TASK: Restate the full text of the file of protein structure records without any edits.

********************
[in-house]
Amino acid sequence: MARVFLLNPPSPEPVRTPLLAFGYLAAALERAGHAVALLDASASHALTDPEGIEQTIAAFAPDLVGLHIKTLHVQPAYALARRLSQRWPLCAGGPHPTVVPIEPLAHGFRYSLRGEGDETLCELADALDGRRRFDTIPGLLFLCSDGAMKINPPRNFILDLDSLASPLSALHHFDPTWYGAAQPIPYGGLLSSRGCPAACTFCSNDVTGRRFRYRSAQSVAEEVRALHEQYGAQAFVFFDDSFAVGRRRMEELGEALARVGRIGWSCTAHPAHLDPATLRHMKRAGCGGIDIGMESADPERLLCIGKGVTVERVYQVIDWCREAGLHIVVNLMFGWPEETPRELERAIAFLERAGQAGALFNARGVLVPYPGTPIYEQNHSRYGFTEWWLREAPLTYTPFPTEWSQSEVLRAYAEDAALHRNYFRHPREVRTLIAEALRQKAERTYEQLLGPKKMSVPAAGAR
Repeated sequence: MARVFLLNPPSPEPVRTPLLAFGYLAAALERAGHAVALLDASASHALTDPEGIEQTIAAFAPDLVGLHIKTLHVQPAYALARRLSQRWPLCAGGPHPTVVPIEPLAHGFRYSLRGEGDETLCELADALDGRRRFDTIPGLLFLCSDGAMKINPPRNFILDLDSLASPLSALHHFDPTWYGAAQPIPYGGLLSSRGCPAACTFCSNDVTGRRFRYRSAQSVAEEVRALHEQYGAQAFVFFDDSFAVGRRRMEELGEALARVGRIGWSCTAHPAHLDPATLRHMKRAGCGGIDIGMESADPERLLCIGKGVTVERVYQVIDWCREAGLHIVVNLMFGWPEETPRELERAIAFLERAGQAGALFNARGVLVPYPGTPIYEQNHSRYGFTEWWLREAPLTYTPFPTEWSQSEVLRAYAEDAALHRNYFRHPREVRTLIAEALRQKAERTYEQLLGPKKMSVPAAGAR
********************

[in-house]
Amino acid sequence: MARVFLLNPPSPEPVRTPLLAFGYLAAALERAGHAVALLDASASHALTDPEGIEQTIAAFAPDLVGLHIKTLHVQPAYALARRLSQRWPLCAGGPHPTVVPIEPLAHGFRYSLRGEGDETLCELADALDGRRRFDTIPGLLFLCSDGAMKINPPRNFILDLDSLASPLSALHHFDPTWYGAAQPIPYGGLLSSRGCPAACTFCSNDVTGRRFRYRSAQSVAEEVRALHEQYGAQAFVFFDDSFAVGRRRMEELGEALARVGRIGWSCTAHPAHLDPATLRHMKRAGCGGIDIGMESADPERLLCIGKGVTVERVYQVIDWCREAGLHIVVNLMFGWPEETPRELERAIAFLERAGQAGALFNARGVLVPYPGTPIYEQNHSRYGFTEWWLREAPLTYTPFPTEWSQSEVLRAYAEDAALHRNYFRHPREVRTLIAEALRQKAERTYEQLLGPKKMSVPAAGAR
Repeated sequence: MARVFLLNPPSPEPVRTPLLAFGYLAAALERAGHAVALLDASASHALTDPEGIEQTIAAFAPDLVGLHIKTLHVQPAYALARRLSQRWPLCAGGPHPTVVPIEPLAHGFRYSLRGEGDETLCELADALDGRRRFDTIPGLLFLCSDGAMKINPPRNFILDLDSLASPLSALHHFDPTWYGAAQPIPYGGLLSSRGCPAACTFCSNDVTGRRFRYRSAQSVAEEVRALHEQYGAQAFVFFDDSFAVGRRRMEELGEALARVGRIGWSCTAHPAHLDPATLRHMKRAGCGGIDIGMESADPERLLCIGKGVTVERVYQVIDWCREAGLHIVVNLMFGWPEETPRELERAIAFLERAGQAGALFNARGVLVPYPGTPIYEQNHSRYGFTEWWLREAPLTYTPFPTEWSQSEVLRAYAEDAALHRNYFRHPREVRTLIAEALRQKAERTYEQLLGPKKMSVPAAGAR